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Jury awards $14 million to Kentucky doctor who lost license in federal drug case

A Kentucky doctor accused of writing improper drug prescriptions won a $14 million judgment in a case in which he argued pharmacy companies wrongly attributed drug orders to him, making it more likely he would be charged with a crime.

A jury in Perry County returned the verdict last week in favor of James Dustin Chaney in his lawsuit against CVS and Rite Aid of Kentucky.

Jurors in his lawsuit found that the two pharmacy companies “knowingly or recklessly” reported that he wrote prescriptions he really hadn’t. This put Chaney in a false light as someone who had written a large amount of prescriptions for powerful opioid painkillers, jurors ruled.

Painkillers such as those have been responsible for thousands of deaths and overdoses in Kentucky.

Chaney was charged in 2014 with prescribing drugs illegally and ultimately sentenced to 30 months in federal prison.

The jury awarded Chaney $10 million for past, present and future mental anguish; $2.5 million for lost wages; and $1.5 million for impairment to his ability to earn money, according go the verdict form.

The jury put the liability for the damages at 53% for CVS and 45% for Rite Aid, according to Laraclay Parker, one of Chaney’s attorneys. Each company would have to pay that percentage amount of the award.

The jury attributed 1% of the liability to a third company, R/X Discount Pharmacy, and said Chaney was responsible for 1% of the damage he suffered by not doing enough to monitor prescribing data about himself.

An attorney representing Rite Aid declined comment on whether the company will appeal the judgment. A spokesman for CVS said the company respectfully disagrees with the verdict and is reviewing options, including whether to appeal.

Chaney lost his medical license as a result of the 2014 criminal case, but plans to ask the state to reinstate his license.

“We are thankful that the jury rendered a just verdict in Dr. Chaney’s case and we look forward to bringing this evidence before the Kentucky Board of Medical Licensure,” Parker said.

Chaney grew up in Hazard and returned there to practice after attending medical school at the University of Pikeville and work at the University of Kentucky and the University of Tennessee, according to court documents.

In 2010, he opened a pain clinic called Clarion Health and Wellness in Hazard. Chaney hired an unemployed doctor, Andrew Krasuski, whose field was obstetrics and gynecology, to see patients at Clarion while Chaney worked at a hospital.

Chaney intended to run a legitimate pain clinic, but wasn’t able to hire a specialist in pain management, according to court documents.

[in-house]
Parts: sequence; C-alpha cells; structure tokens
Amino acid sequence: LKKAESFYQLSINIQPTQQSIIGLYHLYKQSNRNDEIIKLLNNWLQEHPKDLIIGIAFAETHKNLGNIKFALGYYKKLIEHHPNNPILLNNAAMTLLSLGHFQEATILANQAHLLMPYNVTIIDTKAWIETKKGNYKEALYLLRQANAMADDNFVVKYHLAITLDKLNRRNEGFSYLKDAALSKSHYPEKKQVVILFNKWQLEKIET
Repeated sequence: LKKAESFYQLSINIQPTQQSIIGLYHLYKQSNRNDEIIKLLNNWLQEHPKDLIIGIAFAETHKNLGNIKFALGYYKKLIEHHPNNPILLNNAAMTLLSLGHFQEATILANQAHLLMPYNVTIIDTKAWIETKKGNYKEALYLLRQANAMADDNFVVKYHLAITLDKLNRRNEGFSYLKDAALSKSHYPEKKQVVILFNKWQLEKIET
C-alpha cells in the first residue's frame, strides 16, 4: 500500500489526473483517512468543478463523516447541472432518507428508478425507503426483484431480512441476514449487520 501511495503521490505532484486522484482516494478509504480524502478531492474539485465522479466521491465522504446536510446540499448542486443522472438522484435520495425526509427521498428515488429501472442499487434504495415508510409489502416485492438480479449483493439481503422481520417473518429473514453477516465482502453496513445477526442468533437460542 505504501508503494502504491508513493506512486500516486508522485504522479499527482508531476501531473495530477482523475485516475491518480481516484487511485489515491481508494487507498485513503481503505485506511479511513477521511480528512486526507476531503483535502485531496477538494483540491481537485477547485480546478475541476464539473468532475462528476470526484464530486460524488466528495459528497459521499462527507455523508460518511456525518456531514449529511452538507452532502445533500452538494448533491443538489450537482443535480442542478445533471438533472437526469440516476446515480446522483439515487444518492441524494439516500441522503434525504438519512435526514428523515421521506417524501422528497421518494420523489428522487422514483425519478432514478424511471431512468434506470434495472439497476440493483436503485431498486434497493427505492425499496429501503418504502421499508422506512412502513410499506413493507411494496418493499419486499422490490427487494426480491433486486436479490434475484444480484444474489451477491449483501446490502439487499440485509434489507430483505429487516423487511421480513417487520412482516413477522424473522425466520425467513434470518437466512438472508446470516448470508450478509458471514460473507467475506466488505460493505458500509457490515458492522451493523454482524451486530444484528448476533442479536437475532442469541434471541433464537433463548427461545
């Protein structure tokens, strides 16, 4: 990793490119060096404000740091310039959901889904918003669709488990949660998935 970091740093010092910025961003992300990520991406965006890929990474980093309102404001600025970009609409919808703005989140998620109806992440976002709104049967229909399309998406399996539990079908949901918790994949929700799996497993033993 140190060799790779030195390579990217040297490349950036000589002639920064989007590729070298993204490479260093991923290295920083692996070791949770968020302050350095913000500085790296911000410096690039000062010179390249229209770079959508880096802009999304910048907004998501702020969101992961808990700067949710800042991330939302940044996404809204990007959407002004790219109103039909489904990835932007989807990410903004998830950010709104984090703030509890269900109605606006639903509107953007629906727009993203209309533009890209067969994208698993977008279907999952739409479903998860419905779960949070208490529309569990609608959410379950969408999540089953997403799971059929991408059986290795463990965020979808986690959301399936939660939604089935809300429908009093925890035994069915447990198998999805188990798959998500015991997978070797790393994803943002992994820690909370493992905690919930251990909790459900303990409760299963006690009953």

In the summer of 2012, Chaney started to notice Krasuski was over-prescribing drugs and dispensing high dosages of drugs to patients.

He advised Krasuski to lower the amount of drugs he prescribed, according to a court document, but didn’t get rid of him or close the clinic, which he sold in December 2012.

A federal grand jury indicted Chaney on charges including conspiring to illegally distribute drugs, operating Clarion as a pill mill and conspiracy to commit money laundering. Krasuski and the officer manager at Clarion, Benny Ray Bailey Jr., also were charged.

Krasuski died by suicide while the charges were pending.

Bailey pleaded guilty to conspiracy to commit money laundering. He said in his plea he told Chaney of concerns about improper prescribing by Krasuski, but Chaney rebuffed him.

Chaney pleaded guilty to conspiracy to commit money laundering, meaning using money generated by improper prescribing for loan payments and other costs. He acknowledged that he “deliberately closed his eyes to the fact that Krasuski was overprescribing,” according to his plea agreement.

Even before he was sentenced, however, attorneys for Chaney filed the lawsuit claiming that CVS and Rite Aid had provided incorrect information to a Kentucky program that tracks prescriptions.

Prescriptions were attributed to Chaney that he didn’t write or that were not authentic or complete, making it look like he was prescribing more drugs than he really was, which made it more likely police would investigate him, the complaint claimed.

Parker, Chaney’s attorney, said about half the prescriptions Rite Aid logged under Chaney’s name should not have been attributed to him, and about 30% at CVS.

Chaney recognized the problem when he kept getting notices about prescriptions filled in his name after he had given up his license, Parker said.

One piece of evidence in the lawsuit was an internal document from CVS in which the company acknowledged hundreds of misattributed prescriptions in Chaney’s name, Parker said.

The jury ruled CVS and Rite Aid did not use proper care in putting information about Chaney into the monitoring system between 2010 and 2014.

Parker represented Chaney along with Cody McIlvoy, Jeffrey Morgan and Jeremy Morgan.